Creature Feature: 10/8/2013 Revealed

Picture: Monterey Bay Aquarium Research Institute

It’s October, the perfect time to highlight some unusual underwater creatures that might make great Halloween costume ideas! Let us start with the vampire squid, Vampyroteuthis infernali. This bizarre-looking creature’s scientific name can be translated to “vampire squid from hell.” Originally it was described as an octopus, having eight arms, by Carl Chun and German teuthologist (one who studies cephalopods) in 1903. More recent studies found that there are actually two small arms located under the web, making them more similar to squid.

This small creature ranges in color from a pale red to black depending on the light and has webbing connecting its arms. Depending on the light, the eyes will appear red or blue. They got their name due to their cloak-like webbing, red eyes, dark color, and rows of tooth-like barbs lining each arm.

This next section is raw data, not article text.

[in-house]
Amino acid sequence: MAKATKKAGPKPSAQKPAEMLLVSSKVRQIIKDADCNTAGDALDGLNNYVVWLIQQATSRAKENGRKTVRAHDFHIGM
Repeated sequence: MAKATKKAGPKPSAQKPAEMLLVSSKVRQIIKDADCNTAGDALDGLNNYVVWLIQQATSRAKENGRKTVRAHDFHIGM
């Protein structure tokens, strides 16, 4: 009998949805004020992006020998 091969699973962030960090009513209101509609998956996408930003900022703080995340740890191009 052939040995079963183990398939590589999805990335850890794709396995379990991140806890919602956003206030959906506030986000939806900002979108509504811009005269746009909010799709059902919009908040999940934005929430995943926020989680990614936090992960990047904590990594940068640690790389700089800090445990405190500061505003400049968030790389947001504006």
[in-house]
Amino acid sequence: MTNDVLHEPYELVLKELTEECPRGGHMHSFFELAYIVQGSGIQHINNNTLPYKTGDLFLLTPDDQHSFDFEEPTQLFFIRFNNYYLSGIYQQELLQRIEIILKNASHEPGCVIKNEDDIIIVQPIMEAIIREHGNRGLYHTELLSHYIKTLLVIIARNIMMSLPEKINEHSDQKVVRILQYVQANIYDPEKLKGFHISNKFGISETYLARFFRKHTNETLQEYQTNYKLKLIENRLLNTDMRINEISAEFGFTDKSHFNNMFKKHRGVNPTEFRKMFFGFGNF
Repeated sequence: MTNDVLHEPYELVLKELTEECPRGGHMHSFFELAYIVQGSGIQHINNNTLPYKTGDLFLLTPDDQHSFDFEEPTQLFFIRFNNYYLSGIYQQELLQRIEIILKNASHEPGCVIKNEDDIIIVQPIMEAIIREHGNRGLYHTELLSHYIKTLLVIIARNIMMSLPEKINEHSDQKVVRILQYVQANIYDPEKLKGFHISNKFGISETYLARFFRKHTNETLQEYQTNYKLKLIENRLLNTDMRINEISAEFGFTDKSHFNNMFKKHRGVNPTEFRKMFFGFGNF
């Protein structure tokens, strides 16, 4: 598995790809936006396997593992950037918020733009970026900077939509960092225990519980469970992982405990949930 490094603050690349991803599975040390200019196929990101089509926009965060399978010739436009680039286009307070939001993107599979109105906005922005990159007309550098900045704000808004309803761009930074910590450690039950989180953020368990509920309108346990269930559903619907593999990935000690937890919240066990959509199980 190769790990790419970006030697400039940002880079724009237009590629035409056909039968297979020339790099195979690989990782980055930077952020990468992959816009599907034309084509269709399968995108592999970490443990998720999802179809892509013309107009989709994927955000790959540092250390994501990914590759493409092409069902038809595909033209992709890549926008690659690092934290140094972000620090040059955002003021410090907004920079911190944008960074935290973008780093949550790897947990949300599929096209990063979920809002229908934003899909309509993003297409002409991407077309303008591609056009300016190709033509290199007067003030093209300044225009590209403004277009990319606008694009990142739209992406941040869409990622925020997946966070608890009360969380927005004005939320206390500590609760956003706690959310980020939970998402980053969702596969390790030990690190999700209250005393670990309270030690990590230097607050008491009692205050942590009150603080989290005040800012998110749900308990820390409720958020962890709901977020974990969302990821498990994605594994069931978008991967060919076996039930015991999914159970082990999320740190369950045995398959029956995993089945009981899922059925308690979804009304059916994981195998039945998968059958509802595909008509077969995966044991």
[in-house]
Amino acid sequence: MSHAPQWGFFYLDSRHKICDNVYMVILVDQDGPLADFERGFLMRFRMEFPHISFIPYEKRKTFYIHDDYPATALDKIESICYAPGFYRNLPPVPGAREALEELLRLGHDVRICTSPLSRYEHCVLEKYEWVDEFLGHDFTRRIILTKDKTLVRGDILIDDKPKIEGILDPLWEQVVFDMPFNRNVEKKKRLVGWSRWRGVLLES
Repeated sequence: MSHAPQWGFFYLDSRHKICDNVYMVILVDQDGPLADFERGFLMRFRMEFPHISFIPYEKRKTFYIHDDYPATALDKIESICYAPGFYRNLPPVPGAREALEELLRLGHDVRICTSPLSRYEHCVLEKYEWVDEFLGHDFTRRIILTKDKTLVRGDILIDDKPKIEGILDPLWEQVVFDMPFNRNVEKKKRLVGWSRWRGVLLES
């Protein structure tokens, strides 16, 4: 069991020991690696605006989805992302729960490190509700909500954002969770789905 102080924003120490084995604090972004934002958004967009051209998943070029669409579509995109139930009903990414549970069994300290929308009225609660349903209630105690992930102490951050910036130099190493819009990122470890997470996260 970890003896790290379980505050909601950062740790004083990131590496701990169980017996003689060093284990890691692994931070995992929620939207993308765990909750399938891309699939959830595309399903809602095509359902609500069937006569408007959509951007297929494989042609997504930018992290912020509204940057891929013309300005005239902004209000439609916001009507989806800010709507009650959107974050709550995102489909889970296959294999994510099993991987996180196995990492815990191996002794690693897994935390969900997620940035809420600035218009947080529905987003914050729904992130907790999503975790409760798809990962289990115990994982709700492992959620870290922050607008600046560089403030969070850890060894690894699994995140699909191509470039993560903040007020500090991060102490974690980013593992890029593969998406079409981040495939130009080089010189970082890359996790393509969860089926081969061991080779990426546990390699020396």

The Vampire Squid lives in a low-oxygen environment, a part of the ocean known as the oxygen minimum zone (OMZ). For more information about OMZ check out these sites:

Microbial oceanography of anoxic oxygen minimum zones

Oxygen Minimum Zone team 

This deep sea cephalopod (living in depths up to 3000ft or more) has unique adaptations to cope in the lack of oxygen. The blood has a unique protein (haemocyanins) that allows binding and transportation of oxygen more efficiently than hemoglobin, the protein humans have. Hemocyanin actually makes their blood blue! Gills covering a large surface area also help to transport oxygen through the body. Like with most deep sea animals, bioluminescence, or the ability of living things to make light, is one of the vampire squid’s adaptations. Rather than using an ink sac like surface-dwelling cephalopods, they instead release bioluminescent mucus through the tips of their arms when threatened. This distracts potential predators, and the squid can make a quick getaway.


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